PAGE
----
However, I’m the kind of person [who] doesn’t want the feeling of [being] stuck in a part of my life. I still want to study and hopefully do it abroad. I’m not sure with the degree yet but I’m not going to go with a master’s for my course.
I want other stuff, specifically in the arts. I don’t want to go back to business-related courses because I have my own family, my business and books to teach me. I also want to pursue other strands and also to travel.
I also want to take up international studies. I would also like to study about my family’s business since I am an only child and there will come a time that the business will fall under my hands.
Hopefully I would start them this year but the part where I study abroad, I would focus a lot more on that. To top it all off, I also would like to work and live abroad.
What could you advise other young people planning to go into business?
Be brave. It [going into business] is really not easy. Until now, I still feel nervous every day because I don’t have any idea what will happen the next day. So always be brave and be very focused.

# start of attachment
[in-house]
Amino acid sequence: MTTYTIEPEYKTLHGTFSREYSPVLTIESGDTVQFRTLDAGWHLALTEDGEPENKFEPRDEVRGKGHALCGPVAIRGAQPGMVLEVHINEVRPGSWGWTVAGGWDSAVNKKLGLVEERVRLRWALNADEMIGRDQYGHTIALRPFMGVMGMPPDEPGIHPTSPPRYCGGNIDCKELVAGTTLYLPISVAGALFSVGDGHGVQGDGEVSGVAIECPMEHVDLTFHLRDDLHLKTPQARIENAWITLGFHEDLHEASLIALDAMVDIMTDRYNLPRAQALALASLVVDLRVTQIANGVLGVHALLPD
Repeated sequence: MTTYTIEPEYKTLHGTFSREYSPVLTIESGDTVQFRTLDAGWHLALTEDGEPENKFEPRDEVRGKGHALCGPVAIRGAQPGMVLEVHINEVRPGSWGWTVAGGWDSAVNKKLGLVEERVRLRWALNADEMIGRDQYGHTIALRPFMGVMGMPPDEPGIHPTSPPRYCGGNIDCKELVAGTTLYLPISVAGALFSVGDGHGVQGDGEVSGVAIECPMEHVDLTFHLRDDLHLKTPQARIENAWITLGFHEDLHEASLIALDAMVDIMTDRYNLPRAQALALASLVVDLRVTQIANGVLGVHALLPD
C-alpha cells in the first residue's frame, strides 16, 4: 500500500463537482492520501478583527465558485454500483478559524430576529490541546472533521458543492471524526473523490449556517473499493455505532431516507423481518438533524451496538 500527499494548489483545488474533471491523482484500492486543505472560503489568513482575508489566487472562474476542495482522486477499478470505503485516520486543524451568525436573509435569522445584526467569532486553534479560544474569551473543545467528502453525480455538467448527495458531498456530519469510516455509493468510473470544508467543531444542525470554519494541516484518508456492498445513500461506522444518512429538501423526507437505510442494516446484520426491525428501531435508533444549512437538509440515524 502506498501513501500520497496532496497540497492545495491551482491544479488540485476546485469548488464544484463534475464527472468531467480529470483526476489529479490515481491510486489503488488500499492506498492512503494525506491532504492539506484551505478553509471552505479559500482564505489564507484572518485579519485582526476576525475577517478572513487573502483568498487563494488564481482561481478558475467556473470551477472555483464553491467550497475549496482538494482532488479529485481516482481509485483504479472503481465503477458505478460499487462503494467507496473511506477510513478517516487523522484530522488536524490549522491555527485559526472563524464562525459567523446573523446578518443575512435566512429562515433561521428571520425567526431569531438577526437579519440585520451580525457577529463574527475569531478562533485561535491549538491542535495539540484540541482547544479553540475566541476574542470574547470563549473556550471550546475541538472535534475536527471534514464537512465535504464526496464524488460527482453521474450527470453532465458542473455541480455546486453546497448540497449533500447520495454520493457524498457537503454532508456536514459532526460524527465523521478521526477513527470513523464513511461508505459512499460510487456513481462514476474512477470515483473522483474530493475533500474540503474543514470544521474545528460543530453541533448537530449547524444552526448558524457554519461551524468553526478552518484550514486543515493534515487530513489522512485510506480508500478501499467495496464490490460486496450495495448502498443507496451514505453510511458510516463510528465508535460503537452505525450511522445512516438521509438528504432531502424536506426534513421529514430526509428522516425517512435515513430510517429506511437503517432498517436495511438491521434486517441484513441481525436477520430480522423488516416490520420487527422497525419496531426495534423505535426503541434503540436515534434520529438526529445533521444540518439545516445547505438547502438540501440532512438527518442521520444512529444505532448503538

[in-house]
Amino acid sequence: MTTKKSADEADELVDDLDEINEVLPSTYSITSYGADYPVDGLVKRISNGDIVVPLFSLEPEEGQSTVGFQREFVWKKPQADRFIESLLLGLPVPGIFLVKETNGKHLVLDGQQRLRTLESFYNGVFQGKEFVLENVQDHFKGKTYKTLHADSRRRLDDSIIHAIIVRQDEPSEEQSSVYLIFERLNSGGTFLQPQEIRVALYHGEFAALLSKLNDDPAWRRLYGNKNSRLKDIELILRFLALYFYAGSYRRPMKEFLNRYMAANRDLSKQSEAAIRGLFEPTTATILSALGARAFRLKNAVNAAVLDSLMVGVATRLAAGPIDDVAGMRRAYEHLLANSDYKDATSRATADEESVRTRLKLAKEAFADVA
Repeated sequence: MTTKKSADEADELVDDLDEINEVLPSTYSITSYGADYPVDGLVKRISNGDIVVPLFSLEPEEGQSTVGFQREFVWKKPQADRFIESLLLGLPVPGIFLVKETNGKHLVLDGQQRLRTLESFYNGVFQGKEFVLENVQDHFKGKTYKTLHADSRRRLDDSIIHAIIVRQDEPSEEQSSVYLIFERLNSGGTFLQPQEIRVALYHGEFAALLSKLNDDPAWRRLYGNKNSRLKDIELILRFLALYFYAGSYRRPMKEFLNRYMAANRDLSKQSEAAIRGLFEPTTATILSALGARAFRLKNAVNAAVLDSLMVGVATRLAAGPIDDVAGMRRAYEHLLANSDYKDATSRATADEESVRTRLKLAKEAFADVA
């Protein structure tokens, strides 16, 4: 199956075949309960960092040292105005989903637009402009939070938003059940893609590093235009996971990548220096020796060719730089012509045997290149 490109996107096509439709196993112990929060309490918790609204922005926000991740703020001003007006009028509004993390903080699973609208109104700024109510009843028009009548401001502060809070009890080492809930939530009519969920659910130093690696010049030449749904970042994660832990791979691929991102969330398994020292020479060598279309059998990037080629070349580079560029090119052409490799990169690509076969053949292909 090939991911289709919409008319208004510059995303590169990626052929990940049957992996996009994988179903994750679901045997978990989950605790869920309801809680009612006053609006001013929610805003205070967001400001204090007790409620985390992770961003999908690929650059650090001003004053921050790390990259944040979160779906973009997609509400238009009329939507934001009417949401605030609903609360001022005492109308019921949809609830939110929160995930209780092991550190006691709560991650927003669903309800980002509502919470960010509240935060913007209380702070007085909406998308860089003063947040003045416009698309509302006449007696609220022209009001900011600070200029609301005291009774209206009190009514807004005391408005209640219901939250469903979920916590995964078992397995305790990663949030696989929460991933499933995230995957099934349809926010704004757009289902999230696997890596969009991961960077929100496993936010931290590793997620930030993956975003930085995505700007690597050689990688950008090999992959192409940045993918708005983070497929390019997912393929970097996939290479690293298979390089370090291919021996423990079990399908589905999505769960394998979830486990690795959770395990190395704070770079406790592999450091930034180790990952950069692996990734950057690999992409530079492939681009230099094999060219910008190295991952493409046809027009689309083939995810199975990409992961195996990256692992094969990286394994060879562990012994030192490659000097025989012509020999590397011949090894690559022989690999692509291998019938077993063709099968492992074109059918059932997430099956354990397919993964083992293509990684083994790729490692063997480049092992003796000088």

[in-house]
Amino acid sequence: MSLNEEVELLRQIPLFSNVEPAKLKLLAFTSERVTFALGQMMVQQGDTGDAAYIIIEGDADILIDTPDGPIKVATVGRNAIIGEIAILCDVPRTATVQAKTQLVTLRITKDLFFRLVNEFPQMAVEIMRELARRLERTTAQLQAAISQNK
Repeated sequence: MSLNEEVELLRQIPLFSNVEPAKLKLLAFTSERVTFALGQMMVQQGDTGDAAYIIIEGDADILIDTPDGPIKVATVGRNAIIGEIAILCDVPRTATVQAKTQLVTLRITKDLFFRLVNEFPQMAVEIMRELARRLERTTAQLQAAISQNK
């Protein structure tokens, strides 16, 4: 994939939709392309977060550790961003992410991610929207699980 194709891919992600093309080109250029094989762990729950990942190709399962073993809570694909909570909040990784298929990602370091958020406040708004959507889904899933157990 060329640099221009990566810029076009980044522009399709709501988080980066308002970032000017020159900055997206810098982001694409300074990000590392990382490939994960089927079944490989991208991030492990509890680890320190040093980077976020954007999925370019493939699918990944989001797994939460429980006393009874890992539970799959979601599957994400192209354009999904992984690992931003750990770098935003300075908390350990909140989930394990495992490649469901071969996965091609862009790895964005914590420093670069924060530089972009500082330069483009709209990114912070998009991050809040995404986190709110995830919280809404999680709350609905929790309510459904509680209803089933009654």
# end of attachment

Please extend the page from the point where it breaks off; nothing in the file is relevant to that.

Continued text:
If they really want to be in this industry, they should understand that they are going to sacrifice so much of their lives.
At a young age, it should be your time to explore and commit mistakes. But these will all change once you get into the business industry. You would have very little space for mistakes. You should never complain that “adulting” came a little early for you because you are the one who chose to have a big responsibility early in life.
That is the reality check, once I started to venture in the industry at a young age I realized, masyado yata akong tumanda nang maaga [I grew up extremely fast too early].